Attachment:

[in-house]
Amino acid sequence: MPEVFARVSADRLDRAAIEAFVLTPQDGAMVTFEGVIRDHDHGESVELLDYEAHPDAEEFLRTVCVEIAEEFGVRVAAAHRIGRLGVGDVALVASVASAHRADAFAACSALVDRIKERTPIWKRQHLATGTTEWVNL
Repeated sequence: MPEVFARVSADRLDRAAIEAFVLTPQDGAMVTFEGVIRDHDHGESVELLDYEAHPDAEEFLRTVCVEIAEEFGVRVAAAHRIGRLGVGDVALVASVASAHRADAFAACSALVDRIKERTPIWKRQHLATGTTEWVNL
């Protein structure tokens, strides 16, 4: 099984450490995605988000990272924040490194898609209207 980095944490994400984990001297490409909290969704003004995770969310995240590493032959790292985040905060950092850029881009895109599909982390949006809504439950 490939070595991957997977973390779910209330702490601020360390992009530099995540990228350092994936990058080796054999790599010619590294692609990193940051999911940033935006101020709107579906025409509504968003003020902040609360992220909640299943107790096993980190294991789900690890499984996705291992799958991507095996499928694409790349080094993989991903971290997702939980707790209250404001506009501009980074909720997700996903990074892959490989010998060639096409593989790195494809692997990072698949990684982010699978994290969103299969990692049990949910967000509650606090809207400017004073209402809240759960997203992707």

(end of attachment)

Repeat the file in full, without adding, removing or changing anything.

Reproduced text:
[in-house]
Amino acid sequence: MPEVFARVSADRLDRAAIEAFVLTPQDGAMVTFEGVIRDHDHGESVELLDYEAHPDAEEFLRTVCVEIAEEFGVRVAAAHRIGRLGVGDVALVASVASAHRADAFAACSALVDRIKERTPIWKRQHLATGTTEWVNL
Repeated sequence: MPEVFARVSADRLDRAAIEAFVLTPQDGAMVTFEGVIRDHDHGESVELLDYEAHPDAEEFLRTVCVEIAEEFGVRVAAAHRIGRLGVGDVALVASVASAHRADAFAACSALVDRIKERTPIWKRQHLATGTTEWVNL
């Protein structure tokens, strides 16, 4: 099984450490995605988000990272924040490194898609209207 980095944490994400984990001297490409909290969704003004995770969310995240590493032959790292985040905060950092850029881009895109599909982390949006809504439950 490939070595991957997977973390779910209330702490601020360390992009530099995540990228350092994936990058080796054999790599010619590294692609990193940051999911940033935006101020709107579906025409509504968003003020902040609360992220909640299943107790096993980190294991789900690890499984996705291992799958991507095996499928694409790349080094993989991903971290997702939980707790209250404001506009501009980074909720997700996903990074892959490989010998060639096409593989790195494809692997990072698949990684982010699978994290969103299969990692049990949910967000509650606090809207400017004073209402809240759960997203992707």